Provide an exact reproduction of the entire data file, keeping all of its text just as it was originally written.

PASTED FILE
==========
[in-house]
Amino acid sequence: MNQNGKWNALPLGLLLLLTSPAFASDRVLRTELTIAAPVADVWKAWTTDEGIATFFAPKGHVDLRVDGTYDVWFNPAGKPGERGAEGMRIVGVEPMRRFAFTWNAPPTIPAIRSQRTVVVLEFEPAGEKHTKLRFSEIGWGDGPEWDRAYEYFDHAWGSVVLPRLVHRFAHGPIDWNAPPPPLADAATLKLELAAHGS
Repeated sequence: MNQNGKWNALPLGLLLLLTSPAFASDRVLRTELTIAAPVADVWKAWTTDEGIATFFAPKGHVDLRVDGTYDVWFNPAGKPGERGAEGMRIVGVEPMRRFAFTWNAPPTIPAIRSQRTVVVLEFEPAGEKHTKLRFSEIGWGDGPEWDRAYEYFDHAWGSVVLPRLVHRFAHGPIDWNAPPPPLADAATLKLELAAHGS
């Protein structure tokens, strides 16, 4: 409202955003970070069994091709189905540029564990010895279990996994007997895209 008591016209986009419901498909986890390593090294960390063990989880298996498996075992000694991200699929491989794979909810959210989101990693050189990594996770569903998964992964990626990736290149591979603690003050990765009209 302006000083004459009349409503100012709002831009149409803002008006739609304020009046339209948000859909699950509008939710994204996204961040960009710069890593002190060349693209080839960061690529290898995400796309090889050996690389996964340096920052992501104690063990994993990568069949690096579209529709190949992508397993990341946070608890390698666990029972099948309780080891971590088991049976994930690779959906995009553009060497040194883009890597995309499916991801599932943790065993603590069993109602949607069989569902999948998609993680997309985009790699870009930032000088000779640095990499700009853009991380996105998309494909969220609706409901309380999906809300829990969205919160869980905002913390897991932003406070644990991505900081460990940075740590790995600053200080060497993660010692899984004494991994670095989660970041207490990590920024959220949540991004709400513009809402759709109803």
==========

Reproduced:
[in-house]
Amino acid sequence: MNQNGKWNALPLGLLLLLTSPAFASDRVLRTELTIAAPVADVWKAWTTDEGIATFFAPKGHVDLRVDGTYDVWFNPAGKPGERGAEGMRIVGVEPMRRFAFTWNAPPTIPAIRSQRTVVVLEFEPAGEKHTKLRFSEIGWGDGPEWDRAYEYFDHAWGSVVLPRLVHRFAHGPIDWNAPPPPLADAATLKLELAAHGS
Repeated sequence: MNQNGKWNALPLGLLLLLTSPAFASDRVLRTELTIAAPVADVWKAWTTDEGIATFFAPKGHVDLRVDGTYDVWFNPAGKPGERGAEGMRIVGVEPMRRFAFTWNAPPTIPAIRSQRTVVVLEFEPAGEKHTKLRFSEIGWGDGPEWDRAYEYFDHAWGSVVLPRLVHRFAHGPIDWNAPPPPLADAATLKLELAAHGS
């Protein structure tokens, strides 16, 4: 409202955003970070069994091709189905540029564990010895279990996994007997895209 008591016209986009419901498909986890390593090294960390063990989880298996498996075992000694991200699929491989794979909810959210989101990693050189990594996770569903998964992964990626990736290149591979603690003050990765009209 302006000083004459009349409503100012709002831009149409803002008006739609304020009046339209948000859909699950509008939710994204996204961040960009710069890593002190060349693209080839960061690529290898995400796309090889050996690389996964340096920052992501104690063990994993990568069949690096579209529709190949992508397993990341946070608890390698666990029972099948309780080891971590088991049976994930690779959906995009553009060497040194883009890597995309499916991801599932943790065993603590069993109602949607069989569902999948998609993680997309985009790699870009930032000088000779640095990499700009853009991380996105998309494909969220609706409901309380999906809300829990969205919160869980905002913390897991932003406070644990991505900081460990940075740590790995600053200080060497993660010692899984004494991994670095989660970041207490990590920024959220949540991004709400513009809402759709109803």